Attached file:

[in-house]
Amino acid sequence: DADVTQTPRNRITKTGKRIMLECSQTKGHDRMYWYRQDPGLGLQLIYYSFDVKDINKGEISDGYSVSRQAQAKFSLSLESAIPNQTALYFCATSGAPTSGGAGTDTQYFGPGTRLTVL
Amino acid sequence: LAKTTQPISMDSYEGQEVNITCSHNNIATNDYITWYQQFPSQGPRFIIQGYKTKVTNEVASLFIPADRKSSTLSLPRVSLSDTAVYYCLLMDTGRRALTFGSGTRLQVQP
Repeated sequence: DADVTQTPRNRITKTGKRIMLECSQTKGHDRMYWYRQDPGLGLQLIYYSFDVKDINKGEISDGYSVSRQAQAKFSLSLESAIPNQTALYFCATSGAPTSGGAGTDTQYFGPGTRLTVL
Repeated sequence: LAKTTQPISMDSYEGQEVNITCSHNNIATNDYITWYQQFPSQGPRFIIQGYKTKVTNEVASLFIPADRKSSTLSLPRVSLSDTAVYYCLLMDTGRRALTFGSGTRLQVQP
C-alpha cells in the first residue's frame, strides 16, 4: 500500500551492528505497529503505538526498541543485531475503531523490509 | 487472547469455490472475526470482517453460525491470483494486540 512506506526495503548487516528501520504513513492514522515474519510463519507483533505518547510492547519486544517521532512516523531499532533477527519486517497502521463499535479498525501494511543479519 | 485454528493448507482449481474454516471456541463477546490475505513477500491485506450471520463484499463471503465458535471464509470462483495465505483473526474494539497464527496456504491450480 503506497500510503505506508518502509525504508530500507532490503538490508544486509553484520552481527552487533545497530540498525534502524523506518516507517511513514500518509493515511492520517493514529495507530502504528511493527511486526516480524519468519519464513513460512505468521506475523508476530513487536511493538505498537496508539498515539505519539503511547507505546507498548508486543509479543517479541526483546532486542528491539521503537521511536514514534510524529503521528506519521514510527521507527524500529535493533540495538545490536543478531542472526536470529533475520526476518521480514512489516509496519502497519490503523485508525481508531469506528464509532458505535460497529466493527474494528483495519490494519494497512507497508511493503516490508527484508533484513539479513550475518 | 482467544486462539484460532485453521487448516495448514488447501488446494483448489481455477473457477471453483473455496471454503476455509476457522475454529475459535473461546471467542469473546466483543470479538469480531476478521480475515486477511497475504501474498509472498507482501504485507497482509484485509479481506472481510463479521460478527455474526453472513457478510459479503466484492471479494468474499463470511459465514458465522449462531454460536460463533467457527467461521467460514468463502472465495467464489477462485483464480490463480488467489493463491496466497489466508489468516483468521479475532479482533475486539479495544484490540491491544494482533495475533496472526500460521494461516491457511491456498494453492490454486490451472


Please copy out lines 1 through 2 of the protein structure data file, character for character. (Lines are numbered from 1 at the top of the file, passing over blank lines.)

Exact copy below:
[in-house]
Amino acid sequence: DADVTQTPRNRITKTGKRIMLECSQTKGHDRMYWYRQDPGLGLQLIYYSFDVKDINKGEISDGYSVSRQAQAKFSLSLESAIPNQTALYFCATSGAPTSGGAGTDTQYFGPGTRLTVL